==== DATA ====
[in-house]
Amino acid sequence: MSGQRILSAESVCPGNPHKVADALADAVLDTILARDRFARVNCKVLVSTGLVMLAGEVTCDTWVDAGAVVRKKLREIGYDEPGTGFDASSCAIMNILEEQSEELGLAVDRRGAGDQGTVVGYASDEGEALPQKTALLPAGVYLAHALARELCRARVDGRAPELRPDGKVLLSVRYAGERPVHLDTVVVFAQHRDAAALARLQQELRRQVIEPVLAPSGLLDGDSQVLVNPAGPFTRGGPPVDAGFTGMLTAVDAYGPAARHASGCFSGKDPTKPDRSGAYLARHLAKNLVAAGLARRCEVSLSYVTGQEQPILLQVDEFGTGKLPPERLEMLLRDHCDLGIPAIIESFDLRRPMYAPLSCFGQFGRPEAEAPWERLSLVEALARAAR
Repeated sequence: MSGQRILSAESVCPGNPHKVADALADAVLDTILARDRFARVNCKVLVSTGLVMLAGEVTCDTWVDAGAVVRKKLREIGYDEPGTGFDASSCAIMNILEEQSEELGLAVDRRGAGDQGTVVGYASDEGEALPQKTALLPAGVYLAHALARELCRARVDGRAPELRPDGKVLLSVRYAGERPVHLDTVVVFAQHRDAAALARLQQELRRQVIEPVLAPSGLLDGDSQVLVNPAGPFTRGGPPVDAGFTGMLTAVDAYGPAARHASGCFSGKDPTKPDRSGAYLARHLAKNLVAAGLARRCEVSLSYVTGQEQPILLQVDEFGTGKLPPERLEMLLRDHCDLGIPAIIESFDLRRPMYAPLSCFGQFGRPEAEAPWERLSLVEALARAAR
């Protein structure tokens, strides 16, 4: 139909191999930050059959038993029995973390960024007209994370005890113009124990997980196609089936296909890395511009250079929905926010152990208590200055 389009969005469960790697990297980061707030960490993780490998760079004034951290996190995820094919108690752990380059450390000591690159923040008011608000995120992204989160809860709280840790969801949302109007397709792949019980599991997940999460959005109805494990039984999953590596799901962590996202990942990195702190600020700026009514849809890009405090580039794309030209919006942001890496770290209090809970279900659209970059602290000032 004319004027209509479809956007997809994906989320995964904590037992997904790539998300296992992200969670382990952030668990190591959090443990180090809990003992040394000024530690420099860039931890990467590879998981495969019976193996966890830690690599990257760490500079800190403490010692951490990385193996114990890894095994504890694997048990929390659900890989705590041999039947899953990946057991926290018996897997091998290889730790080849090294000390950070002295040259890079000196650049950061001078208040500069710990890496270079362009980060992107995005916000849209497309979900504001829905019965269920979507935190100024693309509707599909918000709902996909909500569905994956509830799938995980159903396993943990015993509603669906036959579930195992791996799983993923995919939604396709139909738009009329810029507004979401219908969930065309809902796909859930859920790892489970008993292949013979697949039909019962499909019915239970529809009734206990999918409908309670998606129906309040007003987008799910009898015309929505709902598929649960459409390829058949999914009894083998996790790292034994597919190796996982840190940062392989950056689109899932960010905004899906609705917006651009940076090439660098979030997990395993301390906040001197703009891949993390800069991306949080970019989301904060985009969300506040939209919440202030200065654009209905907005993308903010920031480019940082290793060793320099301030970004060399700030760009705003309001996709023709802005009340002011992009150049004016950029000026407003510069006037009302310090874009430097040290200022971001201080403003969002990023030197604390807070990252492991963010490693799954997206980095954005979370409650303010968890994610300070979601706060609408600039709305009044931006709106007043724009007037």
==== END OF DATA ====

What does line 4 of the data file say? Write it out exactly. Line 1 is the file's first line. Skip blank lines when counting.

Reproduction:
């Protein structure tokens, strides 16, 4: 139909191999930050059959038993029995973390960024007209994370005890113009124990997980196609089936296909890395511009250079929905926010152990208590200055 389009969005469960790697990297980061707030960490993780490998760079004034951290996190995820094919108690752990380059450390000591690159923040008011608000995120992204989160809860709280840790969801949302109007397709792949019980599991997940999460959005109805494990039984999953590596799901962590996202990942990195702190600020700026009514849809890009405090580039794309030209919006942001890496770290209090809970279900659209970059602290000032 004319004027209509479809956007997809994906989320995964904590037992997904790539998300296992992200969670382990952030668990190591959090443990180090809990003992040394000024530690420099860039931890990467590879998981495969019976193996966890830690690599990257760490500079800190403490010692951490990385193996114990890894095994504890694997048990929390659900890989705590041999039947899953990946057991926290018996897997091998290889730790080849090294000390950070002295040259890079000196650049950061001078208040500069710990890496270079362009980060992107995005916000849209497309979900504001829905019965269920979507935190100024693309509707599909918000709902996909909500569905994956509830799938995980159903396993943990015993509603669906036959579930195992791996799983993923995919939604396709139909738009009329810029507004979401219908969930065309809902796909859930859920790892489970008993292949013979697949039909019962499909019915239970529809009734206990999918409908309670998606129906309040007003987008799910009898015309929505709902598929649960459409390829058949999914009894083998996790790292034994597919190796996982840190940062392989950056689109899932960010905004899906609705917006651009940076090439660098979030997990395993301390906040001197703009891949993390800069991306949080970019989301904060985009969300506040939209919440202030200065654009209905907005993308903010920031480019940082290793060793320099301030970004060399700030760009705003309001996709023709802005009340002011992009150049004016950029000026407003510069006037009302310090874009430097040290200022971001201080403003969002990023030197604390807070990252492991963010490693799954997206980095954005979370409650303010968890994610300070979601706060609408600039709305009044931006709106007043724009007037």